Cook Inlet Pipeline System

From Global Energy Monitor
This article is part of the Global Fossil Infrastructure Tracker, a project of Global Energy Monitor.

Cook Inlet Pipeline System is an operating oil pipeline in the USA.[1][2]


The pipeline runs from offshore to Cook Island, Alaska, USA. It connects oil fields on the west side of Cook Inlet, between Beluga and Ninilchik, to the Andeavor Refinery on the east.[3]

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Project details

  • Operator:
  • Owner: Cook Inlet Pipeline Company
  • Parent company: Hilcorp Energy (via Harvest Alaska)
  • Capacity: 16,000 barrels per day[4]
  • Length: 46.7 miles
  • Status: Operating
  • Start year: 2018


A subsidiary of Hilcorp Alaska is seeking to begin dismantling an oil terminal on the Cook Inlet next year after oil is expected to start flowing through the reconfigured Cook Inlet Pipeline System in the end of 2018. Cook Inlet Pipeline Co. filed for permission in June of 2018 with the Regulatory Commission of Alaska to begin shutting down the Drift River Oil Terminal in early 2019. Hilcorp is expecting to complete the $73 million project to reconfigure an existing underwater pipeline between Beluga and Ninilchik to carry oil instead of natural gas.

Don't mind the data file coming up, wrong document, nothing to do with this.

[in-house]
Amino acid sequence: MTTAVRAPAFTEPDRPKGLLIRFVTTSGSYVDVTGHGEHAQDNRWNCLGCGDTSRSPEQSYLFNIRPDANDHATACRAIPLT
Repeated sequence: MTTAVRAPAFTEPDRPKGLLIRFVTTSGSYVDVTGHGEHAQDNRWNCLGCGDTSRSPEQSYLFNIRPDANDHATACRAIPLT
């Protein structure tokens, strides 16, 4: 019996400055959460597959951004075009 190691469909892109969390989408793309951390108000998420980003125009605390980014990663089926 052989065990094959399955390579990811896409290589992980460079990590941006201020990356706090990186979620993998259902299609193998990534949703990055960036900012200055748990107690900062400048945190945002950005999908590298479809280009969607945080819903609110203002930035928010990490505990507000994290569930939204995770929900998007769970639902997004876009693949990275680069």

The pipeline system connects fields on the west side of Cook Inlet to the Andeavor Refinery on the east. Oil is currently transported across Cook Inlet to the terminal by tanker. Hilcorp is also planning to disconnect the Christy Lee Loading Platform, which is currently connected to a large crude oil tank farm. The farm contains seven tanks that can each hold about 270,000 barrels of oil. The loading platform will be placed in an inactive "lighthouse" mode until the company removes it. Hilcorp estimates that mothballing the loading platform and decommissioning the tank farm and its pipelines will cost about US$21 million. The terminal is located near the active volcano Mount Redoubt. Decommissioning Drift River "will reduce the environmental hazards inherent in the marine transport of crude oil by tankers and the storage of large volumes of crude oil below an active volcano," the company said in filings. "The proposed system modifications will also substantially reduce the amount of oil that is stored in any one location, thereby mitigating the risk of a large spill of stored oil." Cook Inlet Pipeline Co. is a subsidiary of Harvest Alaska, which is the pipeline-owning subsidiary of Hilcorp.[3]

The pipeline was commissioned in October 2018.[1]

Articles and resources


  1. 1.0 1.1 Hilcorp Officially Opens Cook Inlet Undersea Pipeline, Radio Kenai, Oct. 22, 2018
  2. Planned Pipelines, Pipeline News, accessed October 2018
  3. 3.0 3.1 Company seeks to dismantle oil terminal on Cook Inlet shore, Anchorage Daily News, accessed October 2018
  4. New Hilcorp Energy oil project expected to cut costs, Mat-su Valley Frontiersman, Oct. 30, 2018

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